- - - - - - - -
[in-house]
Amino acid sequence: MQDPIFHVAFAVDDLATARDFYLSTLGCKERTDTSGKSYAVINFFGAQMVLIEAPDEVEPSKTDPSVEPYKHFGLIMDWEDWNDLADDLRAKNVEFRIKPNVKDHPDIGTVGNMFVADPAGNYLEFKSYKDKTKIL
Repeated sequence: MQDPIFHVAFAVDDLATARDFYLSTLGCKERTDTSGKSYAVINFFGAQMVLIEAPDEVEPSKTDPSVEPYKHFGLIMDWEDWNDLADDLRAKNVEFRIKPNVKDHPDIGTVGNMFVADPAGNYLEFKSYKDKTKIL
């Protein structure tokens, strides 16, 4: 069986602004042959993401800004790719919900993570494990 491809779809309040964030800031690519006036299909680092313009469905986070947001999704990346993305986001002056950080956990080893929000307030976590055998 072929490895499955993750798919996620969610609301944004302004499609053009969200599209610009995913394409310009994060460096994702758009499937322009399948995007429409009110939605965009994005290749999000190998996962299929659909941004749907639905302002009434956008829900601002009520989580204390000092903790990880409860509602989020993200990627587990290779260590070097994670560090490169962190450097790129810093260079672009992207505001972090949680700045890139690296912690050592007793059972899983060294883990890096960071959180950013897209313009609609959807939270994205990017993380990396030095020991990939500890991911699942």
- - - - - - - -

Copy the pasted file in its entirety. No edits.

[in-house]
Amino acid sequence: MQDPIFHVAFAVDDLATARDFYLSTLGCKERTDTSGKSYAVINFFGAQMVLIEAPDEVEPSKTDPSVEPYKHFGLIMDWEDWNDLADDLRAKNVEFRIKPNVKDHPDIGTVGNMFVADPAGNYLEFKSYKDKTKIL
Repeated sequence: MQDPIFHVAFAVDDLATARDFYLSTLGCKERTDTSGKSYAVINFFGAQMVLIEAPDEVEPSKTDPSVEPYKHFGLIMDWEDWNDLADDLRAKNVEFRIKPNVKDHPDIGTVGNMFVADPAGNYLEFKSYKDKTKIL
């Protein structure tokens, strides 16, 4: 069986602004042959993401800004790719919900993570494990 491809779809309040964030800031690519006036299909680092313009469905986070947001999704990346993305986001002056950080956990080893929000307030976590055998 072929490895499955993750798919996620969610609301944004302004499609053009969200599209610009995913394409310009994060460096994702758009499937322009399948995007429409009110939605965009994005290749999000190998996962299929659909941004749907639905302002009434956008829900601002009520989580204390000092903790990880409860509602989020993200990627587990290779260590070097994670560090490169962190450097790129810093260079672009992207505001972090949680700045890139690296912690050592007793059972899983060294883990890096960071959180950013897209313009609609959807939270994205990017993380990396030095020991990939500890991911699942």